The urgent priority for Thein Sein is performance. It is vital that he be able to point to the positive results of reform. In aid, investment, and trade, Western countries, China, India, and other outside powers can facilitate meaningful economic growth, or be seen as abetting cronyism and corruption. If the reforms foster a high-performing economy in which incomes start to go up and a middle class begins to form, one can be more optimistic about the future. But if official repression of the Rohyingya intensifies, if other ethnic-minority grievances are reignited, if fighting spreads, and the Tatmadaw regains its former clout, disillusioned Westerners will be less willing to work with a regime they no longer trust.

As we move toward 2015, the stakes for reform are rising. Myanmar is scheduled to hold elections in that year. Thein Sein will be 75 years old, and so will Aung San Suu Kyi. He has said that he will not run, although he could change his mind. She is constitutionally barred from running, and her party is not currently strong enough to push through an amendment. What if neither one is available to run? Who will continue the process of reform, if it is still under way?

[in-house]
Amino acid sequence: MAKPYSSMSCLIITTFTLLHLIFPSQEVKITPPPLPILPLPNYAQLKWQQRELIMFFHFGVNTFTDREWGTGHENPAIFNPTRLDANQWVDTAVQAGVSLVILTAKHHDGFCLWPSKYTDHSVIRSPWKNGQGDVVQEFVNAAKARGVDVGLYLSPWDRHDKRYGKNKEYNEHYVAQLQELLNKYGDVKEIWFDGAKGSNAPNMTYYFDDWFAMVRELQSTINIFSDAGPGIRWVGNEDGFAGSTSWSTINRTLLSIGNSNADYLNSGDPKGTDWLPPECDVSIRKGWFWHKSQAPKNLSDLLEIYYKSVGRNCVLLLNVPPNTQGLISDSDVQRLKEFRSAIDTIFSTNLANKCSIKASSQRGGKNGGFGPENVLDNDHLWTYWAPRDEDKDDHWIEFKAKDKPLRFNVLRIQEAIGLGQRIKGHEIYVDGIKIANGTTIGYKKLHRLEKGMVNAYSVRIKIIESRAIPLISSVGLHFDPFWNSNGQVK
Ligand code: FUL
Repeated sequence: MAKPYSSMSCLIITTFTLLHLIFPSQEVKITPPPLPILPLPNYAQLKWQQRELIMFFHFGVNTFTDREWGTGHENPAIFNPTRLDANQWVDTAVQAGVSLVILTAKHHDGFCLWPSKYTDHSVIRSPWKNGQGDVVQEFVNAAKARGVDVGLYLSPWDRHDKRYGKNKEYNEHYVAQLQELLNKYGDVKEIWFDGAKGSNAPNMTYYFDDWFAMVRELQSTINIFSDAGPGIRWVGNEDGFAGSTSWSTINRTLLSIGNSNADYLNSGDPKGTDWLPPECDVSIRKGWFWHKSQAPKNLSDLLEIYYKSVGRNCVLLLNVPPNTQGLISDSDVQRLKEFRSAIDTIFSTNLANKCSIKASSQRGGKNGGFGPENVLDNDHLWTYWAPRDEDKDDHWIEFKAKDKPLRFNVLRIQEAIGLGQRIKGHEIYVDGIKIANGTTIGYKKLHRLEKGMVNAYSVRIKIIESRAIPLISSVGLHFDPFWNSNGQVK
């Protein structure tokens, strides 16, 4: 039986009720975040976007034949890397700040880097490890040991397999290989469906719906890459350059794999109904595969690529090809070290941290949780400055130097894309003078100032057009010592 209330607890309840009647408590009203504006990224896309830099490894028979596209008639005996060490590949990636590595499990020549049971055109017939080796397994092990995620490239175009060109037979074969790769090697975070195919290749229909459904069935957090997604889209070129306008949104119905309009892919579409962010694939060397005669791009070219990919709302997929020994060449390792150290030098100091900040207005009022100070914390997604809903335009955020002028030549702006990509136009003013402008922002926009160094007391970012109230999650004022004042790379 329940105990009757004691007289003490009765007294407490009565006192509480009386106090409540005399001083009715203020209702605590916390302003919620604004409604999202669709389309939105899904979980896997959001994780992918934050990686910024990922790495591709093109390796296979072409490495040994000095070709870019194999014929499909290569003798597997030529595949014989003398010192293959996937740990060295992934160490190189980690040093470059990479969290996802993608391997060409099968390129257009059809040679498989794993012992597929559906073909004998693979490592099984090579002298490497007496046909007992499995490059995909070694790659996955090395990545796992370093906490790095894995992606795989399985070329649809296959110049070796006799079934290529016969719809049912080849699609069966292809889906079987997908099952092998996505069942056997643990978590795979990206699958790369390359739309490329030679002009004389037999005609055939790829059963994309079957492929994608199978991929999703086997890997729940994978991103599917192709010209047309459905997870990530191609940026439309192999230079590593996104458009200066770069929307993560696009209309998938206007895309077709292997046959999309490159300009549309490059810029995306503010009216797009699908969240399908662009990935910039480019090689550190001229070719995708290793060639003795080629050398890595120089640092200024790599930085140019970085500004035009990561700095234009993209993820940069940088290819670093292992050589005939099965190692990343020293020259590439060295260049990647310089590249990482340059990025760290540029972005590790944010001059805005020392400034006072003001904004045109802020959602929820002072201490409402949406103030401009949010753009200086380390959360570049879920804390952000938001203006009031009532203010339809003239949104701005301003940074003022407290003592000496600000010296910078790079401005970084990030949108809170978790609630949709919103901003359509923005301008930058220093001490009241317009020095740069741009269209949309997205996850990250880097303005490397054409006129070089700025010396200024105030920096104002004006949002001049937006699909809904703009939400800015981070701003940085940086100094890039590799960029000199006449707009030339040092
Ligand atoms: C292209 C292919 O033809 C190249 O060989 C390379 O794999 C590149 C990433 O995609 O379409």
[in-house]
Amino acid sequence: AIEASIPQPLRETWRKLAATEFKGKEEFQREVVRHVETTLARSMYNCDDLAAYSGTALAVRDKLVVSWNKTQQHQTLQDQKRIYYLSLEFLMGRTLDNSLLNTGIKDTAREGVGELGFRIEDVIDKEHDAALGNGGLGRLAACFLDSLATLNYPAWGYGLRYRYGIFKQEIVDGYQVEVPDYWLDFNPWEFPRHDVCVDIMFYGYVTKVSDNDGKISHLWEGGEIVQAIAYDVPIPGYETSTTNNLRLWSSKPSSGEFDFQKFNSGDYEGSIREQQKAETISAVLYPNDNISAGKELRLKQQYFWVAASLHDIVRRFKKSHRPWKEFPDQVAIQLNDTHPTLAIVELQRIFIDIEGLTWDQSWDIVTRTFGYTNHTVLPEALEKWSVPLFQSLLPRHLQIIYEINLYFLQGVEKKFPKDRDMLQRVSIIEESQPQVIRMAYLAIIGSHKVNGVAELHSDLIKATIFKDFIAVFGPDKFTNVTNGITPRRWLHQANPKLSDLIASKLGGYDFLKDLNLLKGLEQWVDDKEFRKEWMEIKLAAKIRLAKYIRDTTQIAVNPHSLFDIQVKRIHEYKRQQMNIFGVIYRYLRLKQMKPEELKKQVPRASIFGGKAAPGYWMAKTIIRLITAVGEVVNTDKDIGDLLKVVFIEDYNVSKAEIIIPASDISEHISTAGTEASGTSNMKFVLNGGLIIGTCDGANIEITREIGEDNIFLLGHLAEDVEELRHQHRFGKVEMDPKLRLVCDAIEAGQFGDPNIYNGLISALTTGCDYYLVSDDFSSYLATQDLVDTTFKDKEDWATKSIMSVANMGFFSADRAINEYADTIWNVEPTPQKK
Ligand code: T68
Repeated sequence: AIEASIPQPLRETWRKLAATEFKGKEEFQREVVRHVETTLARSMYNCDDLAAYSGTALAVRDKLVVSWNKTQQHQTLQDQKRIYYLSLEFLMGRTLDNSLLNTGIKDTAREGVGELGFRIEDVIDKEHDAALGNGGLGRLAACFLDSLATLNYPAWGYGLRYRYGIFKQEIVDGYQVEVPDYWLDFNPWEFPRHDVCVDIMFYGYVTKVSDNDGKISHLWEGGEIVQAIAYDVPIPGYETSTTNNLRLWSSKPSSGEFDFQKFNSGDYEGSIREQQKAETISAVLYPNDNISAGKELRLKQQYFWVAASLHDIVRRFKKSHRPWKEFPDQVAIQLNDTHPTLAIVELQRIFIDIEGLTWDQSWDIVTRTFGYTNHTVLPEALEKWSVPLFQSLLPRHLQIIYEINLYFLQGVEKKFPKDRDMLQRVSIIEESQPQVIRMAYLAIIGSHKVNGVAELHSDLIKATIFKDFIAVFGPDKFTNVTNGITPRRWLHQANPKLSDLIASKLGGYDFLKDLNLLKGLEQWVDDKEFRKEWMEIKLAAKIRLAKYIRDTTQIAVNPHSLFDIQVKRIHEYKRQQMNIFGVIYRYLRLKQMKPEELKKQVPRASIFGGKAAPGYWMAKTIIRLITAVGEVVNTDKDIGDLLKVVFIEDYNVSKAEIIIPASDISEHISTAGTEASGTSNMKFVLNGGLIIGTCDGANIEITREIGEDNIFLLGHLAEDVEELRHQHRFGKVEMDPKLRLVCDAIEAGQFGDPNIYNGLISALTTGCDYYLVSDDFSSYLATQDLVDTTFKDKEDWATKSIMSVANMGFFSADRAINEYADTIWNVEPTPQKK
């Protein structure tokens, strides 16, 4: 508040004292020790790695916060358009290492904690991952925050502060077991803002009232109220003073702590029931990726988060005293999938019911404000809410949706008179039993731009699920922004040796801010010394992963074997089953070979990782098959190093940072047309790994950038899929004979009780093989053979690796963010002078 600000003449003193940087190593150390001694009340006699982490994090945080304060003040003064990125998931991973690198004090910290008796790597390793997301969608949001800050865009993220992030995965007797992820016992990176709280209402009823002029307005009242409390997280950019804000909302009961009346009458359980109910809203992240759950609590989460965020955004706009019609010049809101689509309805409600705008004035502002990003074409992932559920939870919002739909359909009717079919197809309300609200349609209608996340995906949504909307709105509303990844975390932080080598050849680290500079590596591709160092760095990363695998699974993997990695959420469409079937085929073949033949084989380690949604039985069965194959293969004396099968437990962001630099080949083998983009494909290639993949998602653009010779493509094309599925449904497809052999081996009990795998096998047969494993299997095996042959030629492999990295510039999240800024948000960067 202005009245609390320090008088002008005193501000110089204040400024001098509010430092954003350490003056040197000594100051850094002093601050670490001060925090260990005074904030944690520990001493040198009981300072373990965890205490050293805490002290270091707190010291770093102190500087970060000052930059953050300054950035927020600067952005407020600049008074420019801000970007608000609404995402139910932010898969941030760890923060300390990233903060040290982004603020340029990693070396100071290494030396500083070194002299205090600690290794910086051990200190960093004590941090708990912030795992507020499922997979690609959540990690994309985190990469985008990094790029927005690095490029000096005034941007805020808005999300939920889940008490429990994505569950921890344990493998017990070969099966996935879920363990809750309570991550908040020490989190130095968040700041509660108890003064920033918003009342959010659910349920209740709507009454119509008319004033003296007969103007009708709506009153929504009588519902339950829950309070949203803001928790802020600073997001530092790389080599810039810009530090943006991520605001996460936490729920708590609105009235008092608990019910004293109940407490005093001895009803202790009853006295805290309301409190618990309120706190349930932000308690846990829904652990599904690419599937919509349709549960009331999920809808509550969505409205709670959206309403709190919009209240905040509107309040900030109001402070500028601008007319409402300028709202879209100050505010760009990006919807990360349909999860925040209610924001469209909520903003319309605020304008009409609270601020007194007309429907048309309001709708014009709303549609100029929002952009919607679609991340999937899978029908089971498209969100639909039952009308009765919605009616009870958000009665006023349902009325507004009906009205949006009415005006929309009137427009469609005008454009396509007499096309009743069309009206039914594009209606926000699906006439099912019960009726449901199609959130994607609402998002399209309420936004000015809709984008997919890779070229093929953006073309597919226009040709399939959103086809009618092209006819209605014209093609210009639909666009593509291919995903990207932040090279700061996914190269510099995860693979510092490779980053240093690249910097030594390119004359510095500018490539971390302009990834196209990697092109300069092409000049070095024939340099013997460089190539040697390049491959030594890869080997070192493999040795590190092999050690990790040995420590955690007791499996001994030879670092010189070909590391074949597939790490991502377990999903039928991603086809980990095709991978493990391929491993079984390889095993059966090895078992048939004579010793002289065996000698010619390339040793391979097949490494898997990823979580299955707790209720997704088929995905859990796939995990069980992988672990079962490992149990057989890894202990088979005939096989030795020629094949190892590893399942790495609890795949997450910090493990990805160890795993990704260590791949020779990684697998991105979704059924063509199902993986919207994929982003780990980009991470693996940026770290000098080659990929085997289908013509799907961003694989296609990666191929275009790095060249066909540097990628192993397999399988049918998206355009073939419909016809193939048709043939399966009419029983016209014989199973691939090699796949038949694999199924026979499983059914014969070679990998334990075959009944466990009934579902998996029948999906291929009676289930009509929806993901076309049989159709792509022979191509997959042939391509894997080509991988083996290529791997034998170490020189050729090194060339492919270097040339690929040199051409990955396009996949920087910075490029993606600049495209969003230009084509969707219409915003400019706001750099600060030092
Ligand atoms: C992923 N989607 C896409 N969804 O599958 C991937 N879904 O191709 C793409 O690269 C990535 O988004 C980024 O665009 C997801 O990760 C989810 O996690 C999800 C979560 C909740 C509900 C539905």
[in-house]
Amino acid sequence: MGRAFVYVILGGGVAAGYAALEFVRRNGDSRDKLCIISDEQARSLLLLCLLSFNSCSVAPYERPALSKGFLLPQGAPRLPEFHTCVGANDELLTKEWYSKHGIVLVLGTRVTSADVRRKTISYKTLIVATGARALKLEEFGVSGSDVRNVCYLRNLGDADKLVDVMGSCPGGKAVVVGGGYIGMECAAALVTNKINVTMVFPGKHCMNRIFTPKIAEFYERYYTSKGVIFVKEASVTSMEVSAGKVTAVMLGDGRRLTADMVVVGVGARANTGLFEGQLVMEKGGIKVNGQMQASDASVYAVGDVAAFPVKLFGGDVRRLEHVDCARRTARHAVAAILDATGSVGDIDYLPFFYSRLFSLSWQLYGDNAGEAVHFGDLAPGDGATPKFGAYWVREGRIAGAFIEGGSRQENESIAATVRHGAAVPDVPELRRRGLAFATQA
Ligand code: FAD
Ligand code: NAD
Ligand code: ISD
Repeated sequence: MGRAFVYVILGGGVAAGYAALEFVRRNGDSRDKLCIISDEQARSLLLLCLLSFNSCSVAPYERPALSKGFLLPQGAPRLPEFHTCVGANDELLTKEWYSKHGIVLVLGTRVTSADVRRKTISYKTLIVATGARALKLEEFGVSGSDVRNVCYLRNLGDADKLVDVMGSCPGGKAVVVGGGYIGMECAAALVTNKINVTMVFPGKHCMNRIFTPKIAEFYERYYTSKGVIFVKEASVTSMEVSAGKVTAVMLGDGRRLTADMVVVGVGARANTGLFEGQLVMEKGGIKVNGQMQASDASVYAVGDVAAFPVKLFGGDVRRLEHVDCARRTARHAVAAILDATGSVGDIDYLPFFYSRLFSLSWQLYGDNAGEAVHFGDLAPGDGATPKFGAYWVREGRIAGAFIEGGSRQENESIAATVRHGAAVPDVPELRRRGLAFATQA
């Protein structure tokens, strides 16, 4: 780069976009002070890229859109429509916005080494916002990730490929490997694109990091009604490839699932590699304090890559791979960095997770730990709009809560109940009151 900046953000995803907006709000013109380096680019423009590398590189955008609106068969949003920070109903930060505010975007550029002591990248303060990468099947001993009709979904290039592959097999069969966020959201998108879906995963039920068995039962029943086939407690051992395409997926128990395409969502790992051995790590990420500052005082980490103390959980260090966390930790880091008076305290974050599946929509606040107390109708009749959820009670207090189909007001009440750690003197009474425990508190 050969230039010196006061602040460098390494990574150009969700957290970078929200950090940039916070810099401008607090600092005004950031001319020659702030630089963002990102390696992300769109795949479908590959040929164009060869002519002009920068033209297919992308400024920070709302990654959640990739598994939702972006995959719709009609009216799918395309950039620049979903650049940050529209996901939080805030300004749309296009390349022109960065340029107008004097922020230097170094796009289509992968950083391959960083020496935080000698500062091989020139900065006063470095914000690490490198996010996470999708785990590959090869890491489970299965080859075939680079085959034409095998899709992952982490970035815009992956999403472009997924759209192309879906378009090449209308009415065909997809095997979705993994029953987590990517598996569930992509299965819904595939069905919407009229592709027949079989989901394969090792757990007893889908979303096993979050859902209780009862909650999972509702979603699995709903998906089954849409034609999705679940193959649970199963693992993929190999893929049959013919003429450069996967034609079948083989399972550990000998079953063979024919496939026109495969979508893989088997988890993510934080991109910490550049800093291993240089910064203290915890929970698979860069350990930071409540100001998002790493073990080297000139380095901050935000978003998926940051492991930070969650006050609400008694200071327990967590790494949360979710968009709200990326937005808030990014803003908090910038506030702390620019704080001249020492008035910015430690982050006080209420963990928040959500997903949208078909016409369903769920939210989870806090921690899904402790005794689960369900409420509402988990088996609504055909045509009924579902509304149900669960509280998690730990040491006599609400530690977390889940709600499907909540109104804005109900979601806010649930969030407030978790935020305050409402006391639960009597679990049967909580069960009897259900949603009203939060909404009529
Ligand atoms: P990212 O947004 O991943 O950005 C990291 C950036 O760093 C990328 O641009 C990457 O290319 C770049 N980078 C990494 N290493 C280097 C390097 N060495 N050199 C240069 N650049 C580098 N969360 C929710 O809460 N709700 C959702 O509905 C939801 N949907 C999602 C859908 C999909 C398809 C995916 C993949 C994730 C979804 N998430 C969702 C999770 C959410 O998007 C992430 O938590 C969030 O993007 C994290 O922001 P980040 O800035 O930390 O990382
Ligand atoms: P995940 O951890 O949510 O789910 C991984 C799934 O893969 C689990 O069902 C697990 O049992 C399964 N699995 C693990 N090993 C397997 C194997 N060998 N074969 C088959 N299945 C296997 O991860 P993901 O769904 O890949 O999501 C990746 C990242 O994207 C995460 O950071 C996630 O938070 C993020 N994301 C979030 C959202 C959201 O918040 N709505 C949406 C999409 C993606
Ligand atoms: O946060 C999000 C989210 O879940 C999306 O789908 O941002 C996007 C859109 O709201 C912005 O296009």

If 2015 bears watching, so does 2014. For the length the latter year, Myanmar will chair the Association of Southeast Asian Nations (ASEAN). The authorities in Naypyidaw will host all of ASEAN's major meetings in 2014. Some of these gatherings will involve the United States and other countries at ministerial and head-of-state levels. In 2015 ASEAN will inaugurate a first-ever, Southeast Asia-wide ASEAN Community encompassing economic, political-security, and socio-cultural cooperation. In 2014 Myanmar will oversee the Community’s final preparation. If in the meantime an intra-military coup occurs and the winner cracks down, the leaders of democratic countries will think twice before agreeing to lend legitimacy to such a regime by attending its events.

Despite these uncertainties, there is a real chance that reforms will take root. Myanmar is not likely to become a fully stable and liberal democracy, at least not soon, but it could, with skill, help, and luck, become a “good enough” democracy of sorts.